As most of you know, this past Saturday morning, the people of Hawaii got a shocking notification on their smartphones warning of a incoming ballistic missile and that this warning was not a drill. I can only imagine the fear that raced through the minds of more than a million people. This warning, as well all now know, turned out to be a false alarm accidentally set off by a state employee who was attempting to perform an internal test.
Xojo Blog Posts
A constructor is a special method that is used to initialize a class. They are very handy, but when you use them with control subclasses you have to be aware of how a control’s properties are initialized. Perhaps you’ve run into this situation:
“I have a constructor on my control and the values that I set in the constructor don’t stick.”
Of course you want an iMac Pro! But do you really need one for your development work? Most of the iMac Pro videos and reviews seem to focus on video and audio editing, which are certainly tasks that make use of the many cores that are available (8-18).
But software development is also a Pro task. What benefits does an iMac Pro bring to a software developer?
Typically most people will opt for a computer that probably has four cores such as found in the i5 and i7 series. These are used in the popular Macbook Pro and iMac models, for example. Four cores sure sounds like a lot so why would a developer need more?
Many years ago, the Window Functionality Suite (WFS) library was created by Aaron Ballman. This library was a collection of Win32 Declares (and a few other things) for accessing Windows-specific functionality that was not directly provided by the Xojo framework.
WFS is still available on GitHub, but it has languished over the years. For example, it has lots of legacy code in it for older versions of Windows that is no longer needed since Xojo only supports Windows 7 and later. WFS is also not really compatible with 64-bit projects since the Declares mostly assume 32-bit or bust.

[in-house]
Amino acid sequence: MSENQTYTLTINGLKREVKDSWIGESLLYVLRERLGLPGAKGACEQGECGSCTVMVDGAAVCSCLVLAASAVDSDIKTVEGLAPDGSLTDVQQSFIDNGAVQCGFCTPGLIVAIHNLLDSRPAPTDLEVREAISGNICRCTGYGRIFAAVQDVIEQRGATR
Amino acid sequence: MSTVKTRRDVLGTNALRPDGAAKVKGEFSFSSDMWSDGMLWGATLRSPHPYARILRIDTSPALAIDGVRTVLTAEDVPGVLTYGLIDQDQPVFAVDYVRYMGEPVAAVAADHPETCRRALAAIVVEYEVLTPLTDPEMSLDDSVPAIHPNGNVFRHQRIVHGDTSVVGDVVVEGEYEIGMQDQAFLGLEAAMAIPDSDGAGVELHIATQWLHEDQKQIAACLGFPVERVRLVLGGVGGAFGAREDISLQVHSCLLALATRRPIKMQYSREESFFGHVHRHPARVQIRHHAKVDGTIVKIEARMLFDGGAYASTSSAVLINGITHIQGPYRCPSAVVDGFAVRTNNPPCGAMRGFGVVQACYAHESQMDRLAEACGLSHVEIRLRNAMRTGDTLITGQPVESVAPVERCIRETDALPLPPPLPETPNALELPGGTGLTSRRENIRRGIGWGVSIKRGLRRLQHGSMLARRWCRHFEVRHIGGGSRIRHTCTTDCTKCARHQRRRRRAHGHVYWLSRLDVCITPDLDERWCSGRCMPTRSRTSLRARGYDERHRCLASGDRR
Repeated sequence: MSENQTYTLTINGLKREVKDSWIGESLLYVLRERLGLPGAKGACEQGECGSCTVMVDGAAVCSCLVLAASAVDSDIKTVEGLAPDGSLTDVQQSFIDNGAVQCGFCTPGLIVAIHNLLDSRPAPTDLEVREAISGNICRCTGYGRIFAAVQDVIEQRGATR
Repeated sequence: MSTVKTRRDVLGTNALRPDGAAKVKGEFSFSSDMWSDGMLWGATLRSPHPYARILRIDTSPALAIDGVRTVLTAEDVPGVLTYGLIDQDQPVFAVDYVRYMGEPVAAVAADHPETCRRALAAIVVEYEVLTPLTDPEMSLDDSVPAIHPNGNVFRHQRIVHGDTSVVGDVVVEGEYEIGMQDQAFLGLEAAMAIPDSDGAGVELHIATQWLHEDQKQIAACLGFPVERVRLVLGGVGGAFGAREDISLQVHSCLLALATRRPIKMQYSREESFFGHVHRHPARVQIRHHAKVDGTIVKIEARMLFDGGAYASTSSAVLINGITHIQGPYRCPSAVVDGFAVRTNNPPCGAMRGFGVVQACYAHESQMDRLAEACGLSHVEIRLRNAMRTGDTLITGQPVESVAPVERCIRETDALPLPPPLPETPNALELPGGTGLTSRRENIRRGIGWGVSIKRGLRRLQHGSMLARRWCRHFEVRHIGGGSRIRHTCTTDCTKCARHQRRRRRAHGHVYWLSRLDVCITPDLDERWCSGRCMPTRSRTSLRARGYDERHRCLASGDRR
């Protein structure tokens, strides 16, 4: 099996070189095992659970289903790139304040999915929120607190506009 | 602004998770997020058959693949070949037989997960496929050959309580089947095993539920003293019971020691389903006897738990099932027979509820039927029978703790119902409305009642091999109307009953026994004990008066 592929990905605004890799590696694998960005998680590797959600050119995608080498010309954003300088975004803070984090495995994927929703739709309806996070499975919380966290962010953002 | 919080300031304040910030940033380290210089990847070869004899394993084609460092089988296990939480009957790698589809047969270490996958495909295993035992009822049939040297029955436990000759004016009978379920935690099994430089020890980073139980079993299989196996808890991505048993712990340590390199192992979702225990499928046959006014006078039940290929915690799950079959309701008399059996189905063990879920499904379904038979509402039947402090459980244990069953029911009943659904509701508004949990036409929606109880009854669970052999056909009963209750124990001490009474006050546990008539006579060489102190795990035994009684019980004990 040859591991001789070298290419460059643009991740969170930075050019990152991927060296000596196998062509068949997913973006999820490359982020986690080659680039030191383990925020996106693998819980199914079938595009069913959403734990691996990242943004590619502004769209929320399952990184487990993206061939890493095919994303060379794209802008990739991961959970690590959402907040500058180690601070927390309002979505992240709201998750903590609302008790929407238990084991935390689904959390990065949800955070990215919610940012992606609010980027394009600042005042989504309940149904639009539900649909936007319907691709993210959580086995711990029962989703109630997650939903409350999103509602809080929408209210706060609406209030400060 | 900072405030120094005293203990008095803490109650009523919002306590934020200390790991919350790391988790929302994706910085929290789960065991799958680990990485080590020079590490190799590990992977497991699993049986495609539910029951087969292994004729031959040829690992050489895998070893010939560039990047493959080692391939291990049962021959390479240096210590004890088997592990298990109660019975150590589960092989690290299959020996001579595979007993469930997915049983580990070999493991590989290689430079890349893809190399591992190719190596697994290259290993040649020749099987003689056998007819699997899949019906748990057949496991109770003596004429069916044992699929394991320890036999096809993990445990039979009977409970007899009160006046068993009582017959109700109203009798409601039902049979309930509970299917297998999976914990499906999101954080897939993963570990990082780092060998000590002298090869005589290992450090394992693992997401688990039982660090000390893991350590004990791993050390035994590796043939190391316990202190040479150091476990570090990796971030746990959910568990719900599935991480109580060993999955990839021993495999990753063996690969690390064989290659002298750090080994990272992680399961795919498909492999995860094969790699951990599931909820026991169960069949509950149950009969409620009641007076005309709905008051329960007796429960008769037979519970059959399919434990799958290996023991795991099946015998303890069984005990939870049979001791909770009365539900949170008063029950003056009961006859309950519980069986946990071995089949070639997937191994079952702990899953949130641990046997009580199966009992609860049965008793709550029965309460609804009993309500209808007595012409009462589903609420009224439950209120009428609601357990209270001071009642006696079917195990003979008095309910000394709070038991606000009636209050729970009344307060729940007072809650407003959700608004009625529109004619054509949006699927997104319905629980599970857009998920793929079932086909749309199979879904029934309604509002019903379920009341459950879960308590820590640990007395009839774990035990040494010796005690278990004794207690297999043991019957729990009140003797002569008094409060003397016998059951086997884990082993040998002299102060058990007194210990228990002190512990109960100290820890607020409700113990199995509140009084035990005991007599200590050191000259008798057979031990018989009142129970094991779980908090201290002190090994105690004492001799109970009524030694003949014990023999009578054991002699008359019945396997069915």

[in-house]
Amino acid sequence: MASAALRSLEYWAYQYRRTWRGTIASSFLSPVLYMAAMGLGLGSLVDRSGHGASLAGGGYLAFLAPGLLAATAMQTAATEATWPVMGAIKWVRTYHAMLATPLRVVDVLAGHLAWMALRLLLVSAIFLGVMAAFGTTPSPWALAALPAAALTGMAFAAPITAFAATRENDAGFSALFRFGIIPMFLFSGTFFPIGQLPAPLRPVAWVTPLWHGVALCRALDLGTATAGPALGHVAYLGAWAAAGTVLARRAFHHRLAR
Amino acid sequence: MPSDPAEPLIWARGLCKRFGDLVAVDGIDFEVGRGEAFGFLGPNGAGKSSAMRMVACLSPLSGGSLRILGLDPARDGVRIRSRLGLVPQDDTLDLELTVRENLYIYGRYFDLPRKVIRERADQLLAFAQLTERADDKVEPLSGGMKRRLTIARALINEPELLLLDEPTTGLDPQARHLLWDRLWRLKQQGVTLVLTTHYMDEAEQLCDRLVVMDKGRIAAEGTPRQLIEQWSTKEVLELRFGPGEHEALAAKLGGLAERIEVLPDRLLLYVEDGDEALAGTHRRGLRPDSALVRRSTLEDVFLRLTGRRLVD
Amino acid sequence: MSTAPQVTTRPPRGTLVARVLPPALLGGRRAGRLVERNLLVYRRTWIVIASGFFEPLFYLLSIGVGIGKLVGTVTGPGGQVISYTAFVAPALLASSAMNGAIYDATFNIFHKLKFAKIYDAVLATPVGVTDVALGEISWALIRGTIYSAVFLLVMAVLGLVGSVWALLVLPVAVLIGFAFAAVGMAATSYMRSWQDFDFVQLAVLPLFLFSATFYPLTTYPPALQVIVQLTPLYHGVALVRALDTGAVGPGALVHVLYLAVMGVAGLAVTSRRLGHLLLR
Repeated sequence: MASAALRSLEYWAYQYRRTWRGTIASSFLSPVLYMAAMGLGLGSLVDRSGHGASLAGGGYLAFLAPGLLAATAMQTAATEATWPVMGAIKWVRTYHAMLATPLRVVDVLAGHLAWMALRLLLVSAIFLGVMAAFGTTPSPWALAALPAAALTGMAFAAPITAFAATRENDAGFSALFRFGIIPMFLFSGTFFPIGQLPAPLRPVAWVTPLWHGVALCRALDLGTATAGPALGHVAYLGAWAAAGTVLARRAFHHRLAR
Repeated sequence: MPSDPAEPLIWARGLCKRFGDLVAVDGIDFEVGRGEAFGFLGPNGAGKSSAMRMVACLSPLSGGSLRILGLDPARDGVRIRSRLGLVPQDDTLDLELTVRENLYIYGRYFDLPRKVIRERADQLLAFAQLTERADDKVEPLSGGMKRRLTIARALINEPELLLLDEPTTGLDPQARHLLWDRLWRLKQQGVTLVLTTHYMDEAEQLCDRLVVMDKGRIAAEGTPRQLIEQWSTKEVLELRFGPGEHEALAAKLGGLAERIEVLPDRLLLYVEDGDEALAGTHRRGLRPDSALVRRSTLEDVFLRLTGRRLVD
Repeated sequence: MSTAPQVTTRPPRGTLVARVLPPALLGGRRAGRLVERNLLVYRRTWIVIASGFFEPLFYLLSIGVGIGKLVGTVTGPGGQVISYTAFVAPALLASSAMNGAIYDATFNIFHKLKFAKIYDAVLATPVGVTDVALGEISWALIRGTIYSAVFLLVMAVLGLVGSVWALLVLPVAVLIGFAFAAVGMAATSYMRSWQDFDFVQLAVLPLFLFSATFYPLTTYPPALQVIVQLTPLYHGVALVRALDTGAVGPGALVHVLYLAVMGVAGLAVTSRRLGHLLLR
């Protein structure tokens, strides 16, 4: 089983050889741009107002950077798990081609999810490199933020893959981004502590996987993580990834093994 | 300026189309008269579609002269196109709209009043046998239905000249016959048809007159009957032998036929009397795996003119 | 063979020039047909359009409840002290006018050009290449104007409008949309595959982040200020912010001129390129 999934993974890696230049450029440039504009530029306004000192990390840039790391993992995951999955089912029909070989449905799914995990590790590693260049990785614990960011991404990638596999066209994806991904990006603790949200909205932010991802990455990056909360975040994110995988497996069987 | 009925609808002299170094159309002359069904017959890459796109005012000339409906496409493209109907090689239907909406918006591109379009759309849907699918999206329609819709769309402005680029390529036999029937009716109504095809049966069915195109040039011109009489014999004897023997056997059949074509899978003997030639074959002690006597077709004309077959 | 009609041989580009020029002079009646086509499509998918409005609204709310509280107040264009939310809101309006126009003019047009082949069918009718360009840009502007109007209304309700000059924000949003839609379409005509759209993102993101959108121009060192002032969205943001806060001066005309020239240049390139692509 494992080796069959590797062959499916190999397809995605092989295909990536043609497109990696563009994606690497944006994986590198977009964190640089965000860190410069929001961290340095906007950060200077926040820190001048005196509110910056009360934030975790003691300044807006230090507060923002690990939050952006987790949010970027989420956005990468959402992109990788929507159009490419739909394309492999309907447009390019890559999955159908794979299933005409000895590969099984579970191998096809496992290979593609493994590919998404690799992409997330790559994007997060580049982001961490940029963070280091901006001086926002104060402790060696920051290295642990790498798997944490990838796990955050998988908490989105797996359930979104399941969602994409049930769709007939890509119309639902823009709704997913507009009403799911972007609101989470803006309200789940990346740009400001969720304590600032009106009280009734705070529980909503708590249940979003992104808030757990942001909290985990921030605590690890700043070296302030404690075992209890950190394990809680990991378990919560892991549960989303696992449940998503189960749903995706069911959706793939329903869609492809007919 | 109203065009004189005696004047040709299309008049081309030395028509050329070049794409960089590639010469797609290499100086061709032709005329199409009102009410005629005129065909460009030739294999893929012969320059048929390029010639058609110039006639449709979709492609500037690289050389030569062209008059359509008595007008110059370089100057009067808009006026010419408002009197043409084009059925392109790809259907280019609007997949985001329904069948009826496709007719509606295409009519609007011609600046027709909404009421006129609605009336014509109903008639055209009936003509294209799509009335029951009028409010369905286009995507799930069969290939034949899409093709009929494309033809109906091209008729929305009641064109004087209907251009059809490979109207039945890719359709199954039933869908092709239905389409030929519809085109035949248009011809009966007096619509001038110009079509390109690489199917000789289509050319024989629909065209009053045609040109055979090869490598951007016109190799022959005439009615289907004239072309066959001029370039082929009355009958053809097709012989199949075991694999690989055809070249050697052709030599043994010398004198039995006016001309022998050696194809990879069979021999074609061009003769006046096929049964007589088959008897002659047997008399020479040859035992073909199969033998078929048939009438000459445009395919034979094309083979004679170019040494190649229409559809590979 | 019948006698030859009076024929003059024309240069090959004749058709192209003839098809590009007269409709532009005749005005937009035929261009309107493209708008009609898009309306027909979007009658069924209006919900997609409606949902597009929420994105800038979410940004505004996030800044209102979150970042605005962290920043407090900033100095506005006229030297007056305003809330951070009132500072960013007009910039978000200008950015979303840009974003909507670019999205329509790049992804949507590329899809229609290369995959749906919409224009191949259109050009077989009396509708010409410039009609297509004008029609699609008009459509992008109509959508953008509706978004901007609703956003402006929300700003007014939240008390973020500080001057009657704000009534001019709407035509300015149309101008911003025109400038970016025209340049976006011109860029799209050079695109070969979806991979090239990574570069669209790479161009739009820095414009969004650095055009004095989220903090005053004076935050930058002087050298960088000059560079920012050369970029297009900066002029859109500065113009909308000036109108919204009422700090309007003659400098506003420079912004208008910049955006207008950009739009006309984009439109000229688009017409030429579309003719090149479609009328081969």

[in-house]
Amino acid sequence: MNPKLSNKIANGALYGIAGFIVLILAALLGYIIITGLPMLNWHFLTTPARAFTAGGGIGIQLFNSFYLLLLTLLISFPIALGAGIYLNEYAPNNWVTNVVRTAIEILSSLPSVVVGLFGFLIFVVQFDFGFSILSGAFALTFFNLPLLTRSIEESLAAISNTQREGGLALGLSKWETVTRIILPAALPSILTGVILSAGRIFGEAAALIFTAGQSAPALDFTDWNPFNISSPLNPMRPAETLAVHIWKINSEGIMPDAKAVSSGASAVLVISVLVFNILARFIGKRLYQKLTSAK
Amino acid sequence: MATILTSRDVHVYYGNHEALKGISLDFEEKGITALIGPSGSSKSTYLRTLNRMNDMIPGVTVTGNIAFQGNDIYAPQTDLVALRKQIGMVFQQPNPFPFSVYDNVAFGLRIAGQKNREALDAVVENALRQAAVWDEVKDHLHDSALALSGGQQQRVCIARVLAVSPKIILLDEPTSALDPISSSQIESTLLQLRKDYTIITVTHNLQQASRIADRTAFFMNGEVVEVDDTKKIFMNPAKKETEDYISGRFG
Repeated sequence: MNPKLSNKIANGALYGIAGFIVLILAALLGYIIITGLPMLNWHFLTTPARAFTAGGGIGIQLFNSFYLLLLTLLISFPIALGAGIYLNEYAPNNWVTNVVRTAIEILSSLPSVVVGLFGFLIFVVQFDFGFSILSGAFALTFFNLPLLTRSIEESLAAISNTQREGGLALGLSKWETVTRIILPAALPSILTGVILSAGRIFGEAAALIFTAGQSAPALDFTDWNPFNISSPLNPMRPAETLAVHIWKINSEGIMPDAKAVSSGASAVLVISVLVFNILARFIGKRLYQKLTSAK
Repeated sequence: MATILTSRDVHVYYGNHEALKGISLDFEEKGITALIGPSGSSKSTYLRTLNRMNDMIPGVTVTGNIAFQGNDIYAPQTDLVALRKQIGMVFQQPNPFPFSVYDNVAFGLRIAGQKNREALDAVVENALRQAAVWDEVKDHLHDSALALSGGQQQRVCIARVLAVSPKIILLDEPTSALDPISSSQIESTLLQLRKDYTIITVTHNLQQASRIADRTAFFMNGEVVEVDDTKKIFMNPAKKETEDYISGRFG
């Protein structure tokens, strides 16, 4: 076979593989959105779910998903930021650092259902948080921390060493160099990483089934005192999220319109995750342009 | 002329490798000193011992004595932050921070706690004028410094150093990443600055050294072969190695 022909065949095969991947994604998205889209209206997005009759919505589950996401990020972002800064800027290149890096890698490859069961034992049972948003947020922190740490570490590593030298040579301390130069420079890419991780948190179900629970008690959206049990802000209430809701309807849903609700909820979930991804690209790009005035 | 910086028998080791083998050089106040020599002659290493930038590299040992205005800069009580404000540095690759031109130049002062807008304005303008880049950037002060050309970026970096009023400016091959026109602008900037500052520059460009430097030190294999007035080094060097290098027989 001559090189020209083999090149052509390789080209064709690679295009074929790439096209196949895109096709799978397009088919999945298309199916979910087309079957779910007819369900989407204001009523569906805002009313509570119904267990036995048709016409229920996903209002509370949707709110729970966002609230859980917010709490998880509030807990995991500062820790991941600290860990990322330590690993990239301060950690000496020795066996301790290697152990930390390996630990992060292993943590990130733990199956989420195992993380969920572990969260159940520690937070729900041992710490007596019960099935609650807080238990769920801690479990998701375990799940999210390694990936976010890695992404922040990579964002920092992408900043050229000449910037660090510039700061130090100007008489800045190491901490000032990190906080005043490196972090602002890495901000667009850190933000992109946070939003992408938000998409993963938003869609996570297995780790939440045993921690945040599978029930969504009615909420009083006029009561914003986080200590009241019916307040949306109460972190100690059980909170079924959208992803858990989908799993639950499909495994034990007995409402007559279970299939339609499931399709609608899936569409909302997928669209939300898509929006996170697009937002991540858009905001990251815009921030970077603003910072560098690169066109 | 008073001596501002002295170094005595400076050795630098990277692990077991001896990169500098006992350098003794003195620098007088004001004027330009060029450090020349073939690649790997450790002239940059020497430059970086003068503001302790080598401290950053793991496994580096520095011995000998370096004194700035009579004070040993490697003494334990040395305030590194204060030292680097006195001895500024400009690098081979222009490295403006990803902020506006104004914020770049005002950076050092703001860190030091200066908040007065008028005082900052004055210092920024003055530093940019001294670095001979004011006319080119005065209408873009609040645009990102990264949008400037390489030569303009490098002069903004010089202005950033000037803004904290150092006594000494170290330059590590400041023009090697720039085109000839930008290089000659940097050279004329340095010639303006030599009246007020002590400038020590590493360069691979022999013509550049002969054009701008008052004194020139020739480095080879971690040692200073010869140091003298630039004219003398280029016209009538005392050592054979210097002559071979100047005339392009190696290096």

To that end, I’ve started a new open-source project called WinAPILib that is now available on GitHub.
The Xojo Code Editor has a wonderful auto-complete feature that makes typing your code and discovering variables, methods and properties much easier. To activate auto-complete press the tab key after you have started typing some code.
In programming, iterators are the mechanisms that allow us to walk all the members of a collection without needing to know in advance how many of them compose such a collection; and for that we can find in Xojo the commands
For Each… Next. What are the main differences in comparison to the conventional
The first difference is that with
For Each… Next we can’t assume that we are iterating the members of the collection in order, as it is the case when using the variable of the conventional
For… Next as the Index in order to access a known member of the collection. The second difference is that the iterator will be invalid when the iterated elements are modified, or when we modify the amount of elements in the collection during the iteration process.
By default in Xojo, there are a couple of collections that are iterable: the already mentioned Arrays and also Dictionaries and FolderItem.Children. Wouldn’t it be great to extend this feature so we can add this behaviour to our own classes making them more flexible? The key to making this happen is using the two Class Interfaces already included in Xojo: Iterator and Iterable.
At XDC 2016 there was a lot of interest in Joe Ranieri’s Compiler session where he talked about compilers and LLVM. After talking with Joe we decided to put together a series of blog posts on compilers. These are at a high-level. None of these posts are going to teach you how to write a compiler. The goal of these posts is for you to have a basic understanding of the components of a compiler and how they all work together to create a native app.
This is the second post in our ongoing series on compilers. I recommend that you first read Compilers 101 – Overview and Lexer before continuing.
At XDC 2016 there was a lot of interest in Joe Ranieri’s Compiler session where he talked about compilers and LLVM. I’ve already summarized a bit about LLVM in an earlier post, but after talking with Joe we decided to put together a series of blog posts on compilers.
These will all be at a high-level. None of these posts are going to teach you how to write a compiler. The goal of these posts is for you to have a basic understanding of the components of a compiler and how they all work together to create a native app.